Make sure that you are in compliance with local, state, and federal laws, and get a business license or reseller certificate if required.
Step 4: Check with Your Local Zoning Commission
You do not want to have your business shut down prematurely because of zoning laws. Make sure that you can legally run your business from your home before you put in too much time and effort.
Step 5: Purchase Insurance
Determine what kind of insurance you need, and purchase it before you actually open up your new home based business.
Step 6: Organize your Office
A well organized office space will not only make your life easier, but it also leads to a successful home business. Make sure that your office is in a place where you will be able to focus with minimal distraction.
Step 7: Purchase Equipment
Make sure that you purchase any required equipment ahead of time. You will avoid embarrassing moments if your customer, for example, wants to fax an order and you don’t have proper equipment ready.
Step 8: Set up Your Web Site
You will need to purchase a domain and set up your site so that it is ready to go live when you open for business. By planning carefully, you will be able to include your domain name on your business’s promotional materials.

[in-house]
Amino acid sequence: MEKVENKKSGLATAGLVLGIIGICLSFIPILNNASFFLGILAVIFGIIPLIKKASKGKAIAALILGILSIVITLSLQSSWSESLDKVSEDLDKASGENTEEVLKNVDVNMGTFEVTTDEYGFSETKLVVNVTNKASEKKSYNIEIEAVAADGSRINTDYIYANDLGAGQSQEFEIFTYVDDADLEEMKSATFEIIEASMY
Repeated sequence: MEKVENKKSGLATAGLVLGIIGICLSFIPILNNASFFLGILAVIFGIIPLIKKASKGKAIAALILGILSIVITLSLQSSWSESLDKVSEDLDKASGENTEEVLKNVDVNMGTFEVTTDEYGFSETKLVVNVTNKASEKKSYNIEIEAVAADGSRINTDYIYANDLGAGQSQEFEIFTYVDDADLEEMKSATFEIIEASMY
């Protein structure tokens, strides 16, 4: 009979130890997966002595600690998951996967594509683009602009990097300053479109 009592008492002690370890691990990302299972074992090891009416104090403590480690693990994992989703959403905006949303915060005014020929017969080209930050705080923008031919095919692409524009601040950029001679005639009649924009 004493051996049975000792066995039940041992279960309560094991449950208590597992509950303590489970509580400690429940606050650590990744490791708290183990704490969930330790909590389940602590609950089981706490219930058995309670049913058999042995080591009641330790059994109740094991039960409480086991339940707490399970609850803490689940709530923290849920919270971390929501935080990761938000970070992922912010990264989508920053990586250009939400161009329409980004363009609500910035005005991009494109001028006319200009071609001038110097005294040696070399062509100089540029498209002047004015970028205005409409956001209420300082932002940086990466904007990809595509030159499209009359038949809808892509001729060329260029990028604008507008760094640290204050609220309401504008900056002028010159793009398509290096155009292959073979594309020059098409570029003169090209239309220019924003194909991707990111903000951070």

Step 9: Make your Schedule
Even if you don’t want to work 9 to 5, you will need a schedule that follows somewhat normal business hours so that your customers can reach you.
Step 10: Organize Inventory and get Shipping Supplies ready
If you plan on stocking merchandise, make sure it’s well organized to facilitate quick turnaround time. If you are a smoker, make certain your inventory is in a smoke free area. You should not have to scour your home for a padded envelope either. Gether all of the supplies you will need for mailing ahead of time.
Step 11: Open your Doors
The only thing left, now that you are completely prepared, is to open up your doors for business! Good luck!
Buying a new computer for your home business is simple, all you have to do is figure out what you need to buy and where to buy it right? That might seem like an overwhelming task in itself for many people. With new technology emerging each and every day, it’s often hard to distinguish what’s enough from what’s too much, especially for those on a budget. As a rule, the computers you need for your business are the same as the computers you see at big box retailers and mail order ads.